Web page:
VANCOUVER — One of the first meetings of the Clark County Youth Football season did not involve any children.
It certainly was for the young athletes, though.
More than 100 adults made it to McKenzie Stadium for a coaching clinic Saturday administered by the senior manager of education and training at USA Football.
“How can we make them better prepared to teach kids proper tackling?” Andrew Ryland asked. “It’s a fun challenge, trying to coach the coaches, teach the teachers.”
Terry Hyde, the president of the CCYF, said all of the coaches in the league are required to attend clinics such as this one, or take online classes, in order to become certified in the Heads Up program.
Saturday’s event gave local coaches a chance to learn from one of the best in the nation.
Hyde saw Ryland speak last winter at a USA Football function, discussing the wave of the future in football, shoulder tackling.
“At that point, we knew we were going to bring Andy in,” Hyde said. “Come out and teach this to our guys.”
This is Ryland’s busy season in terms of traveling and teaching. Based in Indianapolis, Ryland has been on the road nine of the last 11 weekends, giving in-person clinics.
“I’m trying to help educate the coaches to deliver the best possible experience for the kids,” Ryland said.
USA Football and league commissioners across the country want what is best for the sport, which is also what is best for the athlete: A safe game.
Of course, injuries will always be a part of a collision sport. However, Ryland believes proper technique performed by players who are coached the correct way can reduce injuries.
“To say all of our coaches are trained, that’s a powerful message,” Ryland said. “Anyone looking after someone’s children should be held to a standard.”
USA Football teaches its Heads Up program. Coaches who are certified are trained in these components: Concussion recognition and response, heat preparedness and hydration, sudden cardiac arrest, proper equipment fitting, shoulder tackling, and blocking.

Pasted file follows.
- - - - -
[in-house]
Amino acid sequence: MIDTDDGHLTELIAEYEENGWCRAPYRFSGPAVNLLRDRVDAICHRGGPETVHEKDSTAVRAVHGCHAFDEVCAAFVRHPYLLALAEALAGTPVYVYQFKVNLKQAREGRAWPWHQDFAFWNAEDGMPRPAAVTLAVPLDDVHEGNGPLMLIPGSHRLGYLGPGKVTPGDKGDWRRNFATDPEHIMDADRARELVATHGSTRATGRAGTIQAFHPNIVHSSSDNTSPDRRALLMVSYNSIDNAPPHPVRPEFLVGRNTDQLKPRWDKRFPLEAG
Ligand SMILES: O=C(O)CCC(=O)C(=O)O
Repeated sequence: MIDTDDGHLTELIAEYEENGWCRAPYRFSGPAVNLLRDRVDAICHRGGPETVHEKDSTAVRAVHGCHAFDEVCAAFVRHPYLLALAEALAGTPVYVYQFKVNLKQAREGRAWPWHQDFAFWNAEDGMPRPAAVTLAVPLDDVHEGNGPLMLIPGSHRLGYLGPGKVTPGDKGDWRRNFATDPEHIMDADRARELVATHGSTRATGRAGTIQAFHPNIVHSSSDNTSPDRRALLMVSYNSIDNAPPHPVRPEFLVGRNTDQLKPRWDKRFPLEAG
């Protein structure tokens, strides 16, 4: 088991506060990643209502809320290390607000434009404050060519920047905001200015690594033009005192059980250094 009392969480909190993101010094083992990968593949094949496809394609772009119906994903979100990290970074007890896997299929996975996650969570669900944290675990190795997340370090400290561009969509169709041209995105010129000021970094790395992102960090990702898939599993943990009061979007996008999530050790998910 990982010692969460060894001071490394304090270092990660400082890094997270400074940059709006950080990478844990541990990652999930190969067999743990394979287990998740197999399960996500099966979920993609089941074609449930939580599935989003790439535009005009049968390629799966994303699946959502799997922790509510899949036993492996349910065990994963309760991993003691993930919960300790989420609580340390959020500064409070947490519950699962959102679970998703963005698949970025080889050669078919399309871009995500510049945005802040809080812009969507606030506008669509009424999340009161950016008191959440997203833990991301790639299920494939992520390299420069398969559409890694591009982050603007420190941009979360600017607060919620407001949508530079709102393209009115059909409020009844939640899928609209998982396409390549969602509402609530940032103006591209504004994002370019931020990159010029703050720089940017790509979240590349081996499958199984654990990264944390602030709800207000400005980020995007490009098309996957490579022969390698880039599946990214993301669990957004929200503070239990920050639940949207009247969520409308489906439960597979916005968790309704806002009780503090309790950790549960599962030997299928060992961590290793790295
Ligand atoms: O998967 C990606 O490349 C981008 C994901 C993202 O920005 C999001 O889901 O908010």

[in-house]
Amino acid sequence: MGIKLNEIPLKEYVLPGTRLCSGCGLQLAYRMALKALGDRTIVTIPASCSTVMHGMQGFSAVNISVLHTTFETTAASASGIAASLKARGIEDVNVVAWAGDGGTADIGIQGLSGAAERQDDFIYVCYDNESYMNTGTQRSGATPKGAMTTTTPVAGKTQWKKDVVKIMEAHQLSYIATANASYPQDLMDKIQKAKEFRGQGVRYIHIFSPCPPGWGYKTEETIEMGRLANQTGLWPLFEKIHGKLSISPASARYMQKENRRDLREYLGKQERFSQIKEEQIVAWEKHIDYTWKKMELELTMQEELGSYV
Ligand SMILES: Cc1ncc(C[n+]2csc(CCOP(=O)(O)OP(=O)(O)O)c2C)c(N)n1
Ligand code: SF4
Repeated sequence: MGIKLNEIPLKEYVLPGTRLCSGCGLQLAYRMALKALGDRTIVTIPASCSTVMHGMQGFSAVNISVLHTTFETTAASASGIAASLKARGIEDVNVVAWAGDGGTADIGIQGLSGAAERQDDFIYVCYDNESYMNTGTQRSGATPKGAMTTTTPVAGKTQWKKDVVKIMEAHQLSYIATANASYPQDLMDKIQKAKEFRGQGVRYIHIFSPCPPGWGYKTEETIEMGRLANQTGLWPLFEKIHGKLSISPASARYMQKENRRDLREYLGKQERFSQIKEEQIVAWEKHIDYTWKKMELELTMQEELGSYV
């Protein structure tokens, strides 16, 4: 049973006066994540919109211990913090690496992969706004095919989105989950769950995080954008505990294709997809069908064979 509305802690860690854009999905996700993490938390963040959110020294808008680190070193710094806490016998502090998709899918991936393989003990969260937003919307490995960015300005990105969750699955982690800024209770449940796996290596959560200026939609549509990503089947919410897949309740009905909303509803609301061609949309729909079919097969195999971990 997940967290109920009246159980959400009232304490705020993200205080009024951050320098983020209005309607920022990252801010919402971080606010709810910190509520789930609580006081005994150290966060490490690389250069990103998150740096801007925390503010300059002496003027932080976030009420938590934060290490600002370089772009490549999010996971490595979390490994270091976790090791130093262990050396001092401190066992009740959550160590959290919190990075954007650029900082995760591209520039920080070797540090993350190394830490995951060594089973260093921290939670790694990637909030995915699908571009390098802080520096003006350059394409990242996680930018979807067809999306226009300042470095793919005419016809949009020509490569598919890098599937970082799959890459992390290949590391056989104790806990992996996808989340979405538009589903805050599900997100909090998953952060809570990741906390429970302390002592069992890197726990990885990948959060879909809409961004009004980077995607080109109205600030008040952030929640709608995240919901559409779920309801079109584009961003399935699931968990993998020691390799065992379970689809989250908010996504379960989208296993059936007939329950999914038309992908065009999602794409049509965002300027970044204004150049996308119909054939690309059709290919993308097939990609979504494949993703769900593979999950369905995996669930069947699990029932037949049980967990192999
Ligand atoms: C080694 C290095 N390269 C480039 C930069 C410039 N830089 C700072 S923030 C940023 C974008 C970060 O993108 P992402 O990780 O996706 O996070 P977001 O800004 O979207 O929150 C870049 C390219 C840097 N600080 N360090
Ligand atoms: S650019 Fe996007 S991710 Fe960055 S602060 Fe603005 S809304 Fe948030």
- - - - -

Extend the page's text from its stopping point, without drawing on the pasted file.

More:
There is an emphasis on shoulder tackling. Players should have their heads up and eyes up at all times, but the striking point is the shoulder, Ryland said. Stressing that was the key point of Saturday’s clinic with the coaches.
“We don’t want to stop what makes football great,” Ryland said. “What we’re trying to look at is how … to engage in this competitive, collision battle. We just think we have a better way of approaching the contact.”
Positive reinforcement is key. Even if the opposing team gains six or seven yards, if your player makes a great, safe tackle, it should be celebrated.
“When a player executes great technique, you want to go nuts on the sideline,” he said.
On the flip side, if a player makes an unsafe tackle for a loss of yards, the outcome can be celebrated but the technique should be corrected.
“Know what you’re doing wrong and fix it. Know what you’re doing right and celebrate it,” Hyde said.
In the end, it is all about the experience for the athletes.
USA Football does not run any leagues. Instead, it is a support system for leagues across the country. “Evolving and growing the sport of football, USA Football is setting the standards and best practices to advance coach and player development,” its website says.
That is why Ryland is on the road all summer.
With so many coaches on hand Saturday for the four-hour clinic, Ryland called this one of his favorite stops. The coaches went through the same drills they will be asking of their players, and they took turns coaching each other, under the watchful eye of Ryland.
“It was awesome. A really cool energy. A great vibe,” Ryland said.
It is the goal of USA Football, CCYF, and every youth league for players and parents to come away with the same positive experience.